- Development & Aid
- Economy & Trade
- Human Rights
- Global Governance
- Civil Society
Saturday, September 25, 2021
NEW DELHI, India, Apr 5 2016 (IPS) - Women comprise nearly half of India’s 1.2 billion population, yet gender bias and patriarchal mindsets continue to plague them well into the 21st century. Even holy places — temples and mosques — it seems aren’t free from discriminating against the fair sex.
The country has lately been in the grip of a nationwide furore over a few renowned temples banning women’s entry into their sanctum sanctorum. The reason given for the perpetration of such sexism is as flimsy as it’s regressive — women menstruate and are therefore `impure’ and unfit to enter shrines!
However, unlike earlier, when such inequities would be par for the course, and taken by women in their stride, the ladies are now giving it back good by challenging ossified conventions and confronting their tormentors. Unprecedented statements like `menstruation is neither unclean nor shameful, but a simple biological act’ are entering the popular lexicon and resonating with millions.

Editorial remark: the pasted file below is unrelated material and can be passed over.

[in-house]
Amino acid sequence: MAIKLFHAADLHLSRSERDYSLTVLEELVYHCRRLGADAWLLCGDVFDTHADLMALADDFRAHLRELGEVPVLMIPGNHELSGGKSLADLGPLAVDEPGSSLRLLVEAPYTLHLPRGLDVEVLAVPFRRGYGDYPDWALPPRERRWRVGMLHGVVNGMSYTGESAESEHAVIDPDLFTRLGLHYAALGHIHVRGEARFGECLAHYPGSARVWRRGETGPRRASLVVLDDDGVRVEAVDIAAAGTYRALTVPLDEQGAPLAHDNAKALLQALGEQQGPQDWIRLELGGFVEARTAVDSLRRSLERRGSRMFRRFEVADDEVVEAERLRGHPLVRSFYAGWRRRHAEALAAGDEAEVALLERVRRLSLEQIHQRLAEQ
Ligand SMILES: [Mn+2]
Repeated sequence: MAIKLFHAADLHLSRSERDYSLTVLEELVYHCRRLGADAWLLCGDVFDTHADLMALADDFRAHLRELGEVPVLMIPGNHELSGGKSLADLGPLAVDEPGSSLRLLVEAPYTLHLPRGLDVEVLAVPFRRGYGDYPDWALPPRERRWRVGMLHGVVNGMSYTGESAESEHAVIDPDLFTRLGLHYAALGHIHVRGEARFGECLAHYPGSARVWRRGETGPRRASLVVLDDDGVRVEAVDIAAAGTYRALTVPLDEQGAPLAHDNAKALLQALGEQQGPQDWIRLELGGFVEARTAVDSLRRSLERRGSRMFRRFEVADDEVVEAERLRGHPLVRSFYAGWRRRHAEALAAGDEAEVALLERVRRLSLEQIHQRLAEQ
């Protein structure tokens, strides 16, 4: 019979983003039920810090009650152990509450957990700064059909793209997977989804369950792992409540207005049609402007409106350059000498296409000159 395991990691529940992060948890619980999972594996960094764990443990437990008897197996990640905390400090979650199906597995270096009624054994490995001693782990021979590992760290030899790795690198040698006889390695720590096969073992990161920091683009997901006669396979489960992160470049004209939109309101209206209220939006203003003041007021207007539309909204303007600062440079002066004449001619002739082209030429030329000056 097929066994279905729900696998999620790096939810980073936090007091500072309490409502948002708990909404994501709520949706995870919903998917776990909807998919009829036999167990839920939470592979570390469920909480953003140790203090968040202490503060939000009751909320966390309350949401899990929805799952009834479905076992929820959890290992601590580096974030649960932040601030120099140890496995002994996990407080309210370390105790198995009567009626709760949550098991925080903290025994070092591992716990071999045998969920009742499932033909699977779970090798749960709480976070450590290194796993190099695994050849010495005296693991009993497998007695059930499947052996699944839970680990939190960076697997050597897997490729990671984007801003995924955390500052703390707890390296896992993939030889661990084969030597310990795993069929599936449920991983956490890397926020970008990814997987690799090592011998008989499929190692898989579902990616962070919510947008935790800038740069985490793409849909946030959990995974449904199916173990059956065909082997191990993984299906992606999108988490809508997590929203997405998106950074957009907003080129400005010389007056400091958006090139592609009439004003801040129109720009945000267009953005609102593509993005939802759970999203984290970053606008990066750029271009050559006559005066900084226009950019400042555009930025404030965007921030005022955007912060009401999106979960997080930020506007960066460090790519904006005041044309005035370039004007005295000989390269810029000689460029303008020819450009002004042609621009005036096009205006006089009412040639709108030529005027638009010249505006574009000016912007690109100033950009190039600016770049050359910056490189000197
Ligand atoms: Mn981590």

For instance, when a senior priest at Sabarimala Temple in southern Kerala declared last November that women won’t have access to the shrine till a machine was invented to detect if they were “pure” or weren’t menstruating, locals reacted with outrage. An estimated one million Hindu pilgrims flock to Sabarimala in the western ghat mountains every year to pay homage to the deity Lord Ayyappan who meditated at that spot, according to Hindu mythology.
The priest’s statement prompted an incensed college student to launch a `Happy To Bleed’ campaign on Facebook, which quickly went viral. The campaign urged women to hold placards saying “Happy to Bleed”, take a picture of themselves and upload it on to their Facebook profile. Soon social media was flooded with women holding placards — some made up of sanitary napkins and tampons. The movement resulted in the Sabarimala ban coming under legal scrutiny with the Indian Young Lawyers’ Association filing a petition in the Supreme Court. The petition seeks entry for all women which prompted the court to ask temple authorities to explain the ban.